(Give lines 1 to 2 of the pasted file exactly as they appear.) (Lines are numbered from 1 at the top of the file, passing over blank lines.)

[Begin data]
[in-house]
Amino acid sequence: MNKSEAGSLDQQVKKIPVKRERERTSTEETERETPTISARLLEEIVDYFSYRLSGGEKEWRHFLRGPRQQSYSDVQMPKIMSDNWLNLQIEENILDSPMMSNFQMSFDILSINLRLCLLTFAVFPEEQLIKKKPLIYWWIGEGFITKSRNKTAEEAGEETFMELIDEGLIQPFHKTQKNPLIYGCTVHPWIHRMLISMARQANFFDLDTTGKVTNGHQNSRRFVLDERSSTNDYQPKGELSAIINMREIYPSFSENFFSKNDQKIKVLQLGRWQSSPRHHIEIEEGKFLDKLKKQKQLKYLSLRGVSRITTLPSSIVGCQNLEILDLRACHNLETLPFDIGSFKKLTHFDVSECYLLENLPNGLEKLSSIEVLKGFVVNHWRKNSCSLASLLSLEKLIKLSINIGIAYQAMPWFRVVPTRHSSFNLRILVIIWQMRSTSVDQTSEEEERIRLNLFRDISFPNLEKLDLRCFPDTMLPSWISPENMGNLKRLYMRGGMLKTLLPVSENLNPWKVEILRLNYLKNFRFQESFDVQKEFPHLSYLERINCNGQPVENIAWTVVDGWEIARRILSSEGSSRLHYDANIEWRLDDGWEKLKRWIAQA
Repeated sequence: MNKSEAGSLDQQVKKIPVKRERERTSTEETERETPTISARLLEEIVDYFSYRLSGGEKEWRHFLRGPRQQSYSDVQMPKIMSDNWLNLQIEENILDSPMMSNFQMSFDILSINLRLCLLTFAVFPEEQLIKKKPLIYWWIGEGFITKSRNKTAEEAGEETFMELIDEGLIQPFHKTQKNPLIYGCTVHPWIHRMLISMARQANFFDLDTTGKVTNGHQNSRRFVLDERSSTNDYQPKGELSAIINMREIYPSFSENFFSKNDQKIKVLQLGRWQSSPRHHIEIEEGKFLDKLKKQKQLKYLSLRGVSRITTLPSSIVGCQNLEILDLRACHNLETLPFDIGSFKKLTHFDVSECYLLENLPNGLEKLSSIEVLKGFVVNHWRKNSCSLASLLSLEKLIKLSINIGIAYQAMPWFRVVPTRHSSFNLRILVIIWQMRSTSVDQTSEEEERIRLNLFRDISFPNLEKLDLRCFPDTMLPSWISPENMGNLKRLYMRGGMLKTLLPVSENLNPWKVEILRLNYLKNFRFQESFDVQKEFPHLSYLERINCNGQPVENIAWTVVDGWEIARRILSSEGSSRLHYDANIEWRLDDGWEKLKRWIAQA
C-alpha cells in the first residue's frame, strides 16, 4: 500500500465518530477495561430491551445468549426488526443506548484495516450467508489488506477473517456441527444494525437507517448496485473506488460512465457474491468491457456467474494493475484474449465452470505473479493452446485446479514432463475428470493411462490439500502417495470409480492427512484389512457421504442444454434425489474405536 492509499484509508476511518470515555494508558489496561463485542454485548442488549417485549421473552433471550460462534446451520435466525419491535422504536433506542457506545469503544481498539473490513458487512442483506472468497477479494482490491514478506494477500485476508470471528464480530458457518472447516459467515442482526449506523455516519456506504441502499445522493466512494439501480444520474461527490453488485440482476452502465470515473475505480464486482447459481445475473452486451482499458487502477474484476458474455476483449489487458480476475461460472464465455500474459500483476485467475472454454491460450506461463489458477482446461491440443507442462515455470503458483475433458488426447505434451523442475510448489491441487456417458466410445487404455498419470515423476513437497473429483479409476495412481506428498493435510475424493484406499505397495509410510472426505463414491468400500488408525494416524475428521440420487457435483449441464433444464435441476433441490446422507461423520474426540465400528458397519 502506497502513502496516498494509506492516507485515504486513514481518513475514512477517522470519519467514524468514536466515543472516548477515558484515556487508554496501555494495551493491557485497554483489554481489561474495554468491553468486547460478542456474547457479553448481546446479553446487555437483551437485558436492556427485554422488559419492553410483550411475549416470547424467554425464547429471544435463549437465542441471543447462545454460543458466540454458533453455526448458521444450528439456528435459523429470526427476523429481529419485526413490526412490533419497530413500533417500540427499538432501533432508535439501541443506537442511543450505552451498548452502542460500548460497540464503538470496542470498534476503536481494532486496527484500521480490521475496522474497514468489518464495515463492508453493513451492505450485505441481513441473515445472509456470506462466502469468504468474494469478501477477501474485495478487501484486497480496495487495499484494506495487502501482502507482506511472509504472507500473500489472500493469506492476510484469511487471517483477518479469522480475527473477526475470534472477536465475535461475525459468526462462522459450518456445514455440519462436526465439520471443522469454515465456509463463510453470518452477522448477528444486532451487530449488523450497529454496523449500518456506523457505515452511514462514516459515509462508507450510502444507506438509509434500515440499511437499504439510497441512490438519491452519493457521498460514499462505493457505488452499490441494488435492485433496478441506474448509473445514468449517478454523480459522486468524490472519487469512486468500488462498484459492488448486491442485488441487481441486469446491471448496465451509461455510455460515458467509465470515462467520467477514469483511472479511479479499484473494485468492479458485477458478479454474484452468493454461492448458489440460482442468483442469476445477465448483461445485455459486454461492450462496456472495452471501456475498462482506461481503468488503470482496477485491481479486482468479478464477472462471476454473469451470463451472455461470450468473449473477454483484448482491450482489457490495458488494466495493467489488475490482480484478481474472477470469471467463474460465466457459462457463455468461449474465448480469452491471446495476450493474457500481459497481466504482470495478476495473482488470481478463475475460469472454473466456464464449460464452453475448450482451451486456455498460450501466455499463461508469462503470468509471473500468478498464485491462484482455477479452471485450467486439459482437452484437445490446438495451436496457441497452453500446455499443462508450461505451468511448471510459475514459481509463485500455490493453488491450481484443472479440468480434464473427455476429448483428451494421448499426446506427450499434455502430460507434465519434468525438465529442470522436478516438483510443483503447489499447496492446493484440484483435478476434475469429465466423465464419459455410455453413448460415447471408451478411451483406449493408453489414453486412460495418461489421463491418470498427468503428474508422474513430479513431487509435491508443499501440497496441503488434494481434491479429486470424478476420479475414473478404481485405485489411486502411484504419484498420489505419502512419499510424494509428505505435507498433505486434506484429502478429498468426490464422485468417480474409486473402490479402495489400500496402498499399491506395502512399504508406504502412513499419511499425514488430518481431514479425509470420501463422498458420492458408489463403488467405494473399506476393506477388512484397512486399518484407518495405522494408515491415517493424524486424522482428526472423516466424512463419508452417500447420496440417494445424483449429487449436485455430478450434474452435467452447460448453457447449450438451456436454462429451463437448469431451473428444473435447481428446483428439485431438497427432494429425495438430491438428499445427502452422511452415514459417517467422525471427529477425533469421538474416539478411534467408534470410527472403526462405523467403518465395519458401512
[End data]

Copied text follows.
[in-house]
Amino acid sequence: MNKSEAGSLDQQVKKIPVKRERERTSTEETERETPTISARLLEEIVDYFSYRLSGGEKEWRHFLRGPRQQSYSDVQMPKIMSDNWLNLQIEENILDSPMMSNFQMSFDILSINLRLCLLTFAVFPEEQLIKKKPLIYWWIGEGFITKSRNKTAEEAGEETFMELIDEGLIQPFHKTQKNPLIYGCTVHPWIHRMLISMARQANFFDLDTTGKVTNGHQNSRRFVLDERSSTNDYQPKGELSAIINMREIYPSFSENFFSKNDQKIKVLQLGRWQSSPRHHIEIEEGKFLDKLKKQKQLKYLSLRGVSRITTLPSSIVGCQNLEILDLRACHNLETLPFDIGSFKKLTHFDVSECYLLENLPNGLEKLSSIEVLKGFVVNHWRKNSCSLASLLSLEKLIKLSINIGIAYQAMPWFRVVPTRHSSFNLRILVIIWQMRSTSVDQTSEEEERIRLNLFRDISFPNLEKLDLRCFPDTMLPSWISPENMGNLKRLYMRGGMLKTLLPVSENLNPWKVEILRLNYLKNFRFQESFDVQKEFPHLSYLERINCNGQPVENIAWTVVDGWEIARRILSSEGSSRLHYDANIEWRLDDGWEKLKRWIAQA